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For someone who says he doesn't really like running, Joel Payeur sure does a lot of it.
Payeur, 39, is an amateur ultra-athlete who has played professional junior hockey and endured grueling multi-day races like the Costa Brava Stage Run in Barcelona, Spain.
"I've always been into athletics," he said. "Something that I've always really enjoyed is moving."
Long-distance running was a sport he took on for training, he says. And then he started signing up for endurance races around the world.
But with most of his races cancelled because of the pandemic, Payeur decided it was time to find a new type of challenge.
Beginning at 10 a.m. Saturday, Payeur will run for 24 hours hours to raise money for Lions Bay Search and Rescue, where he has volunteered for about the past five years.
The team is one of several volunteer groups in B.C. that help rescue hikers and other outdoor enthusiasts from the wilds and return them to safety.
Payeur plans to run throughout the team's turf from Porteau Cove on Howe Sound north of Vancouver to St. Mark's Summit and the Howe Sound Crest Trail in the North Shore mountains. Payeur estimates he'll cover about 90 kilometres along with a steep ascent from sea level.
It's a grueling course, even for Payeur, who has never run for such a long time without a break.
"I'm very regimented in my schedule," he said. "If I'm not sleeping by 9 p.m. my body says, 'Hey, what are you doing?' "
Payeur enlisted friend and fellow ultra-athlete Marina Striker to run with him at night to keep him company. It turned out that Striker's training schedule called for a 90-km run around that time, so she will be joining him through the entire experience.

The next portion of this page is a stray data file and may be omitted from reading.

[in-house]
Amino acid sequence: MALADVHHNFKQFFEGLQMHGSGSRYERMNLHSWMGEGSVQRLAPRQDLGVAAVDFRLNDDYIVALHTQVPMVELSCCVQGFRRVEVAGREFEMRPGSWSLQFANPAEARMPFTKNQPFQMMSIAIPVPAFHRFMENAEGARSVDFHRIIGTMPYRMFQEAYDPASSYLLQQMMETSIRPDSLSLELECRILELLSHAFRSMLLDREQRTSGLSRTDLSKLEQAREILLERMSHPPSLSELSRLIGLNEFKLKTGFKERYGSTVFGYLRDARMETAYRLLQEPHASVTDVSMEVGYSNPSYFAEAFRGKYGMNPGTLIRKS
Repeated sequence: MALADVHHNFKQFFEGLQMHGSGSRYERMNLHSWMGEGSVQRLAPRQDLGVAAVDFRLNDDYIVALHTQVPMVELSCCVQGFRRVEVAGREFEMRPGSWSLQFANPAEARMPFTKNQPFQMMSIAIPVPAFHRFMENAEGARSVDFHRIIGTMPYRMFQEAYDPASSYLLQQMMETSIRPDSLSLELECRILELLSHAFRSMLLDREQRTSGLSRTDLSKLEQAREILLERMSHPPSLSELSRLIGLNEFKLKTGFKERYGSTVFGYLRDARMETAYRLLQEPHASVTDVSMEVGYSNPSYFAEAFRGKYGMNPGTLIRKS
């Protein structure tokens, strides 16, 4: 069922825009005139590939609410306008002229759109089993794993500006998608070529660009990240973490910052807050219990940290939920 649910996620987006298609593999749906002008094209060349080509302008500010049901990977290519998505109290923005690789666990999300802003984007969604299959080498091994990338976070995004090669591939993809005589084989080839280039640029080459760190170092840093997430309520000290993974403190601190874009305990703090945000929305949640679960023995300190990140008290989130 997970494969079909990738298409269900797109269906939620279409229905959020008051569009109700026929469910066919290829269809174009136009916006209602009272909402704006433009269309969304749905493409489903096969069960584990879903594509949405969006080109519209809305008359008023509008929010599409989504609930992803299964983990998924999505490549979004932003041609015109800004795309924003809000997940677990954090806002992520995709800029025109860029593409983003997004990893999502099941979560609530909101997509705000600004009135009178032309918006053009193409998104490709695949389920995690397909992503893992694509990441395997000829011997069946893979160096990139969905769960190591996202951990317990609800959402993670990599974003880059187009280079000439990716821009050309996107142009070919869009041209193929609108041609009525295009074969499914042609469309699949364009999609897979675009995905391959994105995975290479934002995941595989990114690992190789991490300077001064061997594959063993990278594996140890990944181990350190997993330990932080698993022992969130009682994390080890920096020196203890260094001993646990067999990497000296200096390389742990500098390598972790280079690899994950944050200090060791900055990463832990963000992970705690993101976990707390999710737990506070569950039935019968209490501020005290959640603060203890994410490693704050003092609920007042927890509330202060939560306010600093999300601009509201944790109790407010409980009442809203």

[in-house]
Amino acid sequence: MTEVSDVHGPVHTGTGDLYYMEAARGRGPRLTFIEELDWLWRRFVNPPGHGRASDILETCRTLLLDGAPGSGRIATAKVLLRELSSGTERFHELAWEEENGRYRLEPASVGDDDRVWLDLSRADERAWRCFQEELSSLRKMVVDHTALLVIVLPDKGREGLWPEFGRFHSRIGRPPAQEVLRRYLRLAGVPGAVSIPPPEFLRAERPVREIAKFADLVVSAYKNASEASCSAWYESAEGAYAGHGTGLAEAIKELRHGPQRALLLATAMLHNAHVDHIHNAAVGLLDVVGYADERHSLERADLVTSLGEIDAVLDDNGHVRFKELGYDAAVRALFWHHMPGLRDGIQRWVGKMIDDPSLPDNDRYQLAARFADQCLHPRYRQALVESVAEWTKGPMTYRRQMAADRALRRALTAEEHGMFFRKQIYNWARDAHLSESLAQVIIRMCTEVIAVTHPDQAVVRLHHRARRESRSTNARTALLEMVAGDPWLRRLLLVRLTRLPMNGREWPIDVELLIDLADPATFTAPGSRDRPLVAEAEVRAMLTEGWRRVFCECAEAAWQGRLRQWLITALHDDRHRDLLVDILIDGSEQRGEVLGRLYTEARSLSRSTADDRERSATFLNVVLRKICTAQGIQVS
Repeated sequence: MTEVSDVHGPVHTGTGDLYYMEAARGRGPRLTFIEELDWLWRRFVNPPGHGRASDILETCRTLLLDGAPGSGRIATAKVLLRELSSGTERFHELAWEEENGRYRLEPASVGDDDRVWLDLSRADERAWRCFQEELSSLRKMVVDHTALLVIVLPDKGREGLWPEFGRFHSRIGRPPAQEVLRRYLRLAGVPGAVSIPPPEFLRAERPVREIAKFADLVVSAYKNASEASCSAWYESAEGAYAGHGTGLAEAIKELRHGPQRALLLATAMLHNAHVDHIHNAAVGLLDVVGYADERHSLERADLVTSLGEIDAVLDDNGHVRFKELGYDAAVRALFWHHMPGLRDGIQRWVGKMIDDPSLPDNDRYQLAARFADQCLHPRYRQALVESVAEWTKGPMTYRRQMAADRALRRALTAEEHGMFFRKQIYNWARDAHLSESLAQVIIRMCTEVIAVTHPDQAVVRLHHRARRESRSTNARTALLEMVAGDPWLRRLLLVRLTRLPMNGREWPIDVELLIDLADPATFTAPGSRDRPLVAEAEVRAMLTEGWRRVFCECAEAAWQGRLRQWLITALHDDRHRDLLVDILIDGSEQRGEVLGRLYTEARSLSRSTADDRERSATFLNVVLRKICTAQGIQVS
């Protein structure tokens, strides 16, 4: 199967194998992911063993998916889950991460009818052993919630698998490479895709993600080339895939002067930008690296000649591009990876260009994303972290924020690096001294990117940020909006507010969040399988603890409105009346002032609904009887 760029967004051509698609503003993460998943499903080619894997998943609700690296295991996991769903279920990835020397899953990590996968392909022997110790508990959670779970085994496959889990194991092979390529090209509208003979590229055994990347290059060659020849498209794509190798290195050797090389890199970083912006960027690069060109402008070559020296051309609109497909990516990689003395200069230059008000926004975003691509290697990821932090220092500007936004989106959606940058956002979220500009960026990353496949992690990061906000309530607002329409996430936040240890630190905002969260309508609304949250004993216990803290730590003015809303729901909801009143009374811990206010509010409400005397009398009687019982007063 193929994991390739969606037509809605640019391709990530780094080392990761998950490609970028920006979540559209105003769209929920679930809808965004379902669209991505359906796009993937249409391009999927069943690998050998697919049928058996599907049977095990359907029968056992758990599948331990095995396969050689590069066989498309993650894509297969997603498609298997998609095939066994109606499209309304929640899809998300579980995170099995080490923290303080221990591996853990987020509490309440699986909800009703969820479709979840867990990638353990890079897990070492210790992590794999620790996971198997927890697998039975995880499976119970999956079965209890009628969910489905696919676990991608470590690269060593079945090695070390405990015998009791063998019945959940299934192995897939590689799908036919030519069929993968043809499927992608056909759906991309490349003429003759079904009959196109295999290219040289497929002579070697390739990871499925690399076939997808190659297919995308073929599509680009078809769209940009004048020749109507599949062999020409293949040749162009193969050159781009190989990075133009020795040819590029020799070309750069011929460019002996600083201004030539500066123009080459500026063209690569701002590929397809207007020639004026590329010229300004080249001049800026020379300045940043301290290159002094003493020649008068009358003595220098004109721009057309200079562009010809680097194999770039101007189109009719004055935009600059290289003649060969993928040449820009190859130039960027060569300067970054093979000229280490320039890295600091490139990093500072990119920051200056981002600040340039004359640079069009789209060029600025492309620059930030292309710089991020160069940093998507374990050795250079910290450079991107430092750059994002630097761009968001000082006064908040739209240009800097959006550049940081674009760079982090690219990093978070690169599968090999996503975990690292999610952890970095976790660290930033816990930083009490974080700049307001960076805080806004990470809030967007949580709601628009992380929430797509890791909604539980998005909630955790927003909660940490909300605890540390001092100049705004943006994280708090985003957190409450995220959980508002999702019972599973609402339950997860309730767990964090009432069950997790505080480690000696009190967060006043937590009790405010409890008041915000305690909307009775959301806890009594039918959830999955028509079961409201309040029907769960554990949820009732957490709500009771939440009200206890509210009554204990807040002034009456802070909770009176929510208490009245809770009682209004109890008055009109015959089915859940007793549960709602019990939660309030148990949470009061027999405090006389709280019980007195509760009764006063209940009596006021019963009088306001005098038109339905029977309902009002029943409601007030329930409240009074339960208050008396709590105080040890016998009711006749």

Also accompanying them for part of the trip will be Payeur's dog, a vizsla named Eli.
David Gallagher, training officer for Lions Bay Search and Rescue, says the $3,000 Payeur is hoping to raise as part of his run will go a long way to help the team with training and equipment costs.
"I'm delighted that he's taking on the challenge and kind of a little nervous to see how it runs," Gallagher said. "But he's a very driven chap. So when he puts his mind to it, he'll do it."
Rescue teams busy
It's been quite a year for most of the province's search and rescue teams. During the pandemic, more people have headed to the hills to seek recreation in their local regions. As a result, search and rescue teams say they've never been busier.
But finding and training new volunteers to keep up with demand isn't easy.
Volunteers like Payeur train for about one and a half years before they become fully fledged members of the team, and often do specialized training beyond that. Gallagher says most of them donate at least two full days a month of their time plus administrative work, but many put in far more than that.
"Height of the summer and height of the winter, it's pretty full on," Gallagher said.
Payeur says he decided to volunteer a few years ago as a way to give back to the community that supports people like him and keeps them safe in case of emergency situations in the backcountry.
One day he saw a recruitment poster for a search and rescue team, which piqued his interest. Then, while working as a carpenter to build a house, he met someone who was on the team who encouraged him to sign up.